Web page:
Judiciary's budget would have been cut by Sh1.2 billion had MPs’ scheme sailed through, Kenyans would have paid extra Sh8 billion by 2022.
Treasury has blocked another scheme by MPs to increase their salaries by Sh2 billion annually, saying their performance does not warrant them a pay rise.
Had the MPs' scheme sailed through, the Judiciary would have been allocated Sh14.19 billion for recurrent expenditure in financial year 2019/20, which is Sh1.2 billion less than the Sh15.4 billion that Treasury has allocated them.
Revelations that MPs have been pushing for higher perks come just a few days after workers who camped at Uhuru Park for the better part of Labour Day went back home dejected after the government refused to raise the minimum wage.
National Treasury Cabinet Secretary Henry Rotich, however, stopped MPs on their tracks, telling them their performance - unlike that of the Judiciary - did not warrant such an increment.
Lawmakers had recommended that allocation for Parliament’s and Judiciary’s recurrent expenditure be increased annually by 7.5 per cent, in line with economic growth.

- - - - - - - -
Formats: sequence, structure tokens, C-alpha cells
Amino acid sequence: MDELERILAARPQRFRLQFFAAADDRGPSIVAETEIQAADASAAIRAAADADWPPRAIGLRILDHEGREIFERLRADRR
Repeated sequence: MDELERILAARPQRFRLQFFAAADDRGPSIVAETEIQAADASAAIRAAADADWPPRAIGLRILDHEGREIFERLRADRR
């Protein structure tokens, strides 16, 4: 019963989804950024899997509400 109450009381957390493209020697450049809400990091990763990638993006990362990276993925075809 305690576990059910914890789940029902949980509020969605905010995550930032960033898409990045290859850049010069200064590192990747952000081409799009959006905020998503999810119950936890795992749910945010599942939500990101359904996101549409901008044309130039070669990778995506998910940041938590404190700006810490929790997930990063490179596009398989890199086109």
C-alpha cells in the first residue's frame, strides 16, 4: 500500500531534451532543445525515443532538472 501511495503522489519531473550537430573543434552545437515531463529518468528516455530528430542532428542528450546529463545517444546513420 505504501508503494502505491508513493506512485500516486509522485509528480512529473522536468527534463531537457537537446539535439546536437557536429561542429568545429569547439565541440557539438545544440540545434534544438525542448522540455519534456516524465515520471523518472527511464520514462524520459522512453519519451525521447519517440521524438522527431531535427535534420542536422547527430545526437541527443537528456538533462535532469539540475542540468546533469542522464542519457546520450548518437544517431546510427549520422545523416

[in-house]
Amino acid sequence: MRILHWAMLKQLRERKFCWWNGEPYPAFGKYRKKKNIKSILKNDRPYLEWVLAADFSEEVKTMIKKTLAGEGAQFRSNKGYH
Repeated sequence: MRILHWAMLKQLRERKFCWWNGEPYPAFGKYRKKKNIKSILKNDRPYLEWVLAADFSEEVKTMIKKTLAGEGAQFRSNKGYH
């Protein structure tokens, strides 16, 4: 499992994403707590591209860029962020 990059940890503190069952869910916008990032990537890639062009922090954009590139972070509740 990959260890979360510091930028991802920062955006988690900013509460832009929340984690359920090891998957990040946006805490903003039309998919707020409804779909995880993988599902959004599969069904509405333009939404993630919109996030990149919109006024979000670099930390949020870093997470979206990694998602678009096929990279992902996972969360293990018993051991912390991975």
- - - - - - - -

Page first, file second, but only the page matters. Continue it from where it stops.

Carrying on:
This would have seen senators, MPs and other parliamentary staff given Sh31.8 billion on wages and other administrative costs in the next financial calendar.
However, Rotich instead allocated National Assembly and the Parliamentary Service Commission Sh30.1 billion, dealing a blow to legislators’ agitation for hefty perks.
Had the proposal for more pay been implemented, taxpayers would have forked out at least Sh8 billion more for MPs' salaries and allowances by June 2022.
More court staff
Allocation for legislators' recurrent expenditure increased by a marginal 2.9 per cent from Sh10.8 billion.
Judiciary’s budget on recurrent expenditure has, however, increased by 16 per cent from Sh13.25 billion in the financial year ending June to Sh15.4 billion in the upcoming financial year.
Whereas Judiciary has been increasing its footprint around the country by setting up courts that will need to be staffed, the same cannot be said of Parliament, thus Treasury's decision to deny them the increment.